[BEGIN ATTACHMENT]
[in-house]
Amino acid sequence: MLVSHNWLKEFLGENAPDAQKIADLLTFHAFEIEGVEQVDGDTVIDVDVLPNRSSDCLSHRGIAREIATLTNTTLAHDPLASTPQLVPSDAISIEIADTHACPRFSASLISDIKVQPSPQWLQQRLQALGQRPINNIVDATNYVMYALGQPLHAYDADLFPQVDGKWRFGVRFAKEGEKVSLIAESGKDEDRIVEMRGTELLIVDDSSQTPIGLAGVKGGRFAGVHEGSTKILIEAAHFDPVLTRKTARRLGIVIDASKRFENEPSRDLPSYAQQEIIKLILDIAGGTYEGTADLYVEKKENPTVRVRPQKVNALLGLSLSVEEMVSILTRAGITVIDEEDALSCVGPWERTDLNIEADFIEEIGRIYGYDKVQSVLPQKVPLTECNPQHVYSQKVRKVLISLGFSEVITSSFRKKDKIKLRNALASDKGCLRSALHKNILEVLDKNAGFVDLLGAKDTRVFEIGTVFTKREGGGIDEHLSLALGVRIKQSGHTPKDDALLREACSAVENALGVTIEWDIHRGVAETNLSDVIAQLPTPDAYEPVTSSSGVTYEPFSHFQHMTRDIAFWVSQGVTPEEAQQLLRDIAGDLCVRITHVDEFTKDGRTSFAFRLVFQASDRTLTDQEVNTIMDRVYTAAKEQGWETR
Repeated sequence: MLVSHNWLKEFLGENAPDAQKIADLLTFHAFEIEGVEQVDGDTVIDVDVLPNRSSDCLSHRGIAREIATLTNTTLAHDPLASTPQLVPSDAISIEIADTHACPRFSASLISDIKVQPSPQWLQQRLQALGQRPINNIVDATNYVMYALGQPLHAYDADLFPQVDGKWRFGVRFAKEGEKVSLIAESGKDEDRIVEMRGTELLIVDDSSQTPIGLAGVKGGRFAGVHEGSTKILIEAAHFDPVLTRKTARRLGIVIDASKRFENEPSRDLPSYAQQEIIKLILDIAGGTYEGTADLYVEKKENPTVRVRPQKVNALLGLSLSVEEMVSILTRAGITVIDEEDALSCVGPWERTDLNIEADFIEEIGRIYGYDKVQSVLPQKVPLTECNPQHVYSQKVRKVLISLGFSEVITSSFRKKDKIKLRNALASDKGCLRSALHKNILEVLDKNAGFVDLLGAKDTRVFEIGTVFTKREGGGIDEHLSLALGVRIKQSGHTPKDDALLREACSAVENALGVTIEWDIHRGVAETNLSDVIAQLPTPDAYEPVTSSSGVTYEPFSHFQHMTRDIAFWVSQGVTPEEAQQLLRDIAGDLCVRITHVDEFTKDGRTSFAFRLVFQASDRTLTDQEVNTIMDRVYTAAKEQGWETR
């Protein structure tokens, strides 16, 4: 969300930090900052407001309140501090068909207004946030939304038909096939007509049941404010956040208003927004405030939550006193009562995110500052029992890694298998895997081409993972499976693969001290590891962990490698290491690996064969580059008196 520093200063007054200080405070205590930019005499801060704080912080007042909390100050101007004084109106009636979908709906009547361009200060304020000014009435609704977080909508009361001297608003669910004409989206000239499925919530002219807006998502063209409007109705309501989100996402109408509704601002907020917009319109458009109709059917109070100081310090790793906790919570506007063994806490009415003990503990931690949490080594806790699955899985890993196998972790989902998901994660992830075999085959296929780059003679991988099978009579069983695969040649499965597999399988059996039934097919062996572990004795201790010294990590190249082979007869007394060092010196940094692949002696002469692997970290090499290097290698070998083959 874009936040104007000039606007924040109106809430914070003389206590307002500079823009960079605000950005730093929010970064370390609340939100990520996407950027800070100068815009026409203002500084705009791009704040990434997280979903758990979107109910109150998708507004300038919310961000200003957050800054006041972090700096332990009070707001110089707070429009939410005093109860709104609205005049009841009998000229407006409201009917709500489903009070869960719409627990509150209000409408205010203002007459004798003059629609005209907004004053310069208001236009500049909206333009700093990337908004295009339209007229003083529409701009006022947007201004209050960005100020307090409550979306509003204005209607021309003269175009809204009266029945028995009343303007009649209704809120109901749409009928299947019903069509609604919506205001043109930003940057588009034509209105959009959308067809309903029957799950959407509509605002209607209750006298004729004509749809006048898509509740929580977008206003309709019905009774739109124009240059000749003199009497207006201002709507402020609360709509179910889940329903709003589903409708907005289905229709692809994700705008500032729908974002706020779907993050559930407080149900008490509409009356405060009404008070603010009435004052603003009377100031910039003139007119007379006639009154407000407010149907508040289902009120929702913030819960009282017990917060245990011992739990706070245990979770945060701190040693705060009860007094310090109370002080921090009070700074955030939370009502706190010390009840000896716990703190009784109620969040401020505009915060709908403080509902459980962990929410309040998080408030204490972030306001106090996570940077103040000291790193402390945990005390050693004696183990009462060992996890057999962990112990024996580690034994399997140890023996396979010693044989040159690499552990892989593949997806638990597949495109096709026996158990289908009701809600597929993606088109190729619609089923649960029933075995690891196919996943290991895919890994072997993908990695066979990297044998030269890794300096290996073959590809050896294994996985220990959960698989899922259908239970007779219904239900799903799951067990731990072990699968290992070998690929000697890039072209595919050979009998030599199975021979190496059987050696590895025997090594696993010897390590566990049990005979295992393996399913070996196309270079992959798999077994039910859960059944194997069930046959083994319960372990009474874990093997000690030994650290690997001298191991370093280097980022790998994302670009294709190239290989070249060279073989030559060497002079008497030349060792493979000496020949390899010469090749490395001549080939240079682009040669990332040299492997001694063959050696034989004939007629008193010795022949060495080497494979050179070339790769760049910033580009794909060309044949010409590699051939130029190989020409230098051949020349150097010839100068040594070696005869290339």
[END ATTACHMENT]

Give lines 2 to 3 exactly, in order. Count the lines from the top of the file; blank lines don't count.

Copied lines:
Amino acid sequence: MLVSHNWLKEFLGENAPDAQKIADLLTFHAFEIEGVEQVDGDTVIDVDVLPNRSSDCLSHRGIAREIATLTNTTLAHDPLASTPQLVPSDAISIEIADTHACPRFSASLISDIKVQPSPQWLQQRLQALGQRPINNIVDATNYVMYALGQPLHAYDADLFPQVDGKWRFGVRFAKEGEKVSLIAESGKDEDRIVEMRGTELLIVDDSSQTPIGLAGVKGGRFAGVHEGSTKILIEAAHFDPVLTRKTARRLGIVIDASKRFENEPSRDLPSYAQQEIIKLILDIAGGTYEGTADLYVEKKENPTVRVRPQKVNALLGLSLSVEEMVSILTRAGITVIDEEDALSCVGPWERTDLNIEADFIEEIGRIYGYDKVQSVLPQKVPLTECNPQHVYSQKVRKVLISLGFSEVITSSFRKKDKIKLRNALASDKGCLRSALHKNILEVLDKNAGFVDLLGAKDTRVFEIGTVFTKREGGGIDEHLSLALGVRIKQSGHTPKDDALLREACSAVENALGVTIEWDIHRGVAETNLSDVIAQLPTPDAYEPVTSSSGVTYEPFSHFQHMTRDIAFWVSQGVTPEEAQQLLRDIAGDLCVRITHVDEFTKDGRTSFAFRLVFQASDRTLTDQEVNTIMDRVYTAAKEQGWETR
Repeated sequence: MLVSHNWLKEFLGENAPDAQKIADLLTFHAFEIEGVEQVDGDTVIDVDVLPNRSSDCLSHRGIAREIATLTNTTLAHDPLASTPQLVPSDAISIEIADTHACPRFSASLISDIKVQPSPQWLQQRLQALGQRPINNIVDATNYVMYALGQPLHAYDADLFPQVDGKWRFGVRFAKEGEKVSLIAESGKDEDRIVEMRGTELLIVDDSSQTPIGLAGVKGGRFAGVHEGSTKILIEAAHFDPVLTRKTARRLGIVIDASKRFENEPSRDLPSYAQQEIIKLILDIAGGTYEGTADLYVEKKENPTVRVRPQKVNALLGLSLSVEEMVSILTRAGITVIDEEDALSCVGPWERTDLNIEADFIEEIGRIYGYDKVQSVLPQKVPLTECNPQHVYSQKVRKVLISLGFSEVITSSFRKKDKIKLRNALASDKGCLRSALHKNILEVLDKNAGFVDLLGAKDTRVFEIGTVFTKREGGGIDEHLSLALGVRIKQSGHTPKDDALLREACSAVENALGVTIEWDIHRGVAETNLSDVIAQLPTPDAYEPVTSSSGVTYEPFSHFQHMTRDIAFWVSQGVTPEEAQQLLRDIAGDLCVRITHVDEFTKDGRTSFAFRLVFQASDRTLTDQEVNTIMDRVYTAAKEQGWETR